Becoming a Champion: Talent Development

Adopted from the US Tennis Association, used with permission


There are three phases of talent development: 


  • Phase 1 : Introduction/Foundation
    • Approximate years in phase = 5
    • Age of athlete: 4.5-9.6 years
  • Phase 2: Refinement/Transitional
    • Approximate years in phase = 4
    • Age of athlete: 10.6-14.6
  • Phase 3: Elite Performance
    • Approximate years in phase = NA
    • Age of athlete: 15.4 +

Our focus will be on the final 2 phases and how it pertains to you as an athlete.


In the Refinement/Transitional Phase it’s important that you are still enjoying the sport. What are the things about swimming you love? Why do you come to practice every day? Being able to answer those questions and continually remind yourself of why you enjoy the sport will help keep you motivated as you progress through.


Don’t be afraid to want to win and strive for those goals, BUT what’s even more important than that is to give your best, consistent effort in practice and in competition. This is the phase where you start to understand the process of performing; just showing up to practice isn’t enough, but being focused, working hard, eating right and enough sleep are also major factors.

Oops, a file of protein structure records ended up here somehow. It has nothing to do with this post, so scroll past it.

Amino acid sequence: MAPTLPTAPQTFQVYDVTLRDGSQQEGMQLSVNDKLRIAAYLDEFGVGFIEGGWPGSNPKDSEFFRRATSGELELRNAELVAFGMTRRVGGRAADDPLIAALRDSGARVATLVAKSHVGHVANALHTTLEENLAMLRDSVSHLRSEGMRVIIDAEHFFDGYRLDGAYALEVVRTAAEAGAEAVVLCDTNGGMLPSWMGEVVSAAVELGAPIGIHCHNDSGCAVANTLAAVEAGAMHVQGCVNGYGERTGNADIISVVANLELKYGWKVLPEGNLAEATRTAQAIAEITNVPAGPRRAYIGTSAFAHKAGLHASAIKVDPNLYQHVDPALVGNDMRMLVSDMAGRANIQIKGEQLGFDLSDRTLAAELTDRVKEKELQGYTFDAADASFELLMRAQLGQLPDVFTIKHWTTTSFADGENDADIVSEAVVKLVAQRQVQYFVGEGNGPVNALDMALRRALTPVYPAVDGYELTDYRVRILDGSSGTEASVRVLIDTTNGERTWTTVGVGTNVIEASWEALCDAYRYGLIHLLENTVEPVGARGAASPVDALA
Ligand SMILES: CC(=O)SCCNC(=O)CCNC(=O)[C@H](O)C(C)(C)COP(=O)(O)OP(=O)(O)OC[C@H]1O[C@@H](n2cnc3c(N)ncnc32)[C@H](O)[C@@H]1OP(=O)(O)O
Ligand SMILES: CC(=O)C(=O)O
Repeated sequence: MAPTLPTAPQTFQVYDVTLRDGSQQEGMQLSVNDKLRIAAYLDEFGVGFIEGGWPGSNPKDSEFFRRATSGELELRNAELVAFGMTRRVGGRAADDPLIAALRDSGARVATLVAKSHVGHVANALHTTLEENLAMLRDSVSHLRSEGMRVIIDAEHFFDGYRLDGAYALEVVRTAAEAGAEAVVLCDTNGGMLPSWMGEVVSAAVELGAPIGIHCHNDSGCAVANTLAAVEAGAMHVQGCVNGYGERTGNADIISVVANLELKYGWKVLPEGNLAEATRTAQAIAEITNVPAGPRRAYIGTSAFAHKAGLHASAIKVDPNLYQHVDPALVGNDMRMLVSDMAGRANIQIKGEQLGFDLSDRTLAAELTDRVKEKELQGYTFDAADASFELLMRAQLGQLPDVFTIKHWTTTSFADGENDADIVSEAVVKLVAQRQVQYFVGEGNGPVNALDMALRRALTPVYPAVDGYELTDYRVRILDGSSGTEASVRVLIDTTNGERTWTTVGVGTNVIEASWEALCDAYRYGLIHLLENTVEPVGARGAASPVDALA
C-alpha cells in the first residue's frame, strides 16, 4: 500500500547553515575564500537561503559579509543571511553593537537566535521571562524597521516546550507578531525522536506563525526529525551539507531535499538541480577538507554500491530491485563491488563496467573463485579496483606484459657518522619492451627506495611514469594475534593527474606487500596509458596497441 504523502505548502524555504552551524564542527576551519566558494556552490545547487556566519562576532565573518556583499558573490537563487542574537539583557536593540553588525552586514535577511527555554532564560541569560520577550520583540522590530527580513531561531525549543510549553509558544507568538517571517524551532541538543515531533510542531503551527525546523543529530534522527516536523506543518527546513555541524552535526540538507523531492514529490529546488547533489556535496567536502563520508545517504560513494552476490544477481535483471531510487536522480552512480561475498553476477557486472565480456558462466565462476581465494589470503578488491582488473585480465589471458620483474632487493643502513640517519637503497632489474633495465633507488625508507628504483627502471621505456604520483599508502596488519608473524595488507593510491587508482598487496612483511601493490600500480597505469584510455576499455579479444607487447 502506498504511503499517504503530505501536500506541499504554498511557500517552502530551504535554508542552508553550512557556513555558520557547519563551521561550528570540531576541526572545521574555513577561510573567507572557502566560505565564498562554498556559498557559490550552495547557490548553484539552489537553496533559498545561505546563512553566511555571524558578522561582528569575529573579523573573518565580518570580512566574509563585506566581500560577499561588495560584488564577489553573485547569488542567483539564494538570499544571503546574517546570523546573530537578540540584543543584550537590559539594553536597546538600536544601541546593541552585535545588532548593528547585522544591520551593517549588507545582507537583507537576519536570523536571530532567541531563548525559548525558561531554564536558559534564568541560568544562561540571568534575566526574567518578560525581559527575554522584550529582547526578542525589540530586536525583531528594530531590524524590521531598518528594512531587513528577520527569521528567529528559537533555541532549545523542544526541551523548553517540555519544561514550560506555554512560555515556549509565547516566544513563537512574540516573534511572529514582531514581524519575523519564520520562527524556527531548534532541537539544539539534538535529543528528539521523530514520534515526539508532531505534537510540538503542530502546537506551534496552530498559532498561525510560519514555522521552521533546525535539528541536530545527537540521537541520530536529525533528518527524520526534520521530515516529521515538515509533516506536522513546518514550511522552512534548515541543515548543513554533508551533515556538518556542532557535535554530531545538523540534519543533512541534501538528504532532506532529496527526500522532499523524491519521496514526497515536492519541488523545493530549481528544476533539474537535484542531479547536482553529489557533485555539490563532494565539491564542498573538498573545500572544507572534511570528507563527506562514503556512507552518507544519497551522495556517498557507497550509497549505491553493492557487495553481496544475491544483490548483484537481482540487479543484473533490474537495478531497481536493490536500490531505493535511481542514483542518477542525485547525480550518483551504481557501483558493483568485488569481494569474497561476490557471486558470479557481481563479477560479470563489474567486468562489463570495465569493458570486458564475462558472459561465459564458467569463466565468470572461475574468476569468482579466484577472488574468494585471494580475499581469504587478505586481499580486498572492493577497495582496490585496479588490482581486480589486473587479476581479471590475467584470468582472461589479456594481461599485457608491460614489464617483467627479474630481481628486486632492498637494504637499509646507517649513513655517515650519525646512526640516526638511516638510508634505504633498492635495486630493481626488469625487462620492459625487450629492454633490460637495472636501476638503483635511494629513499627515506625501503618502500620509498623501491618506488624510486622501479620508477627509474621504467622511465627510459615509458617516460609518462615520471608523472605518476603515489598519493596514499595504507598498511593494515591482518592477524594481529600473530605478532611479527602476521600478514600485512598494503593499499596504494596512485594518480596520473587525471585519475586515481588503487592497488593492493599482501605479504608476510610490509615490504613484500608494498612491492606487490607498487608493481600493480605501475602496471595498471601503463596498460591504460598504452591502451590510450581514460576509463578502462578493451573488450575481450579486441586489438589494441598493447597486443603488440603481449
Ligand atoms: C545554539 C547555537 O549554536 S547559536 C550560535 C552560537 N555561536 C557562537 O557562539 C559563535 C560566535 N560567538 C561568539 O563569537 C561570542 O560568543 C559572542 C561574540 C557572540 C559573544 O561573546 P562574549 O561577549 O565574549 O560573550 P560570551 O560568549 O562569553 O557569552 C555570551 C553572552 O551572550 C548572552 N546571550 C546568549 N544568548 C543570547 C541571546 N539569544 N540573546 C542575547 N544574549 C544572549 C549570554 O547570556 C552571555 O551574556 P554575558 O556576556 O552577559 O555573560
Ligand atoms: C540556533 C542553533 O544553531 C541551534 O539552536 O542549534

Having other activities outside of the pool is important so don’t forget to also keep your focus on school work, home responsibilities or possibly other sports you are good at. As you mature through this phase, take initiative to be more involved in decision making and your training.


In the final phase, remember who you are as a person and that you’re not just an athlete/swimmer. This is the phase where you are the main motivator and have control of your own destiny. Your equipment, knowing when meets are and the events you’re swimming, and being where you’re supposed to be is primarily your responsibility.


Remember that sports are a game of highs and lows and to work to stay emotionally even. What’s important to remember that many of the same themes will resurface from phase to phase. Be consistent, know your role as the athlete and continue to work on life skills and good sportsmanship throughout all phases.

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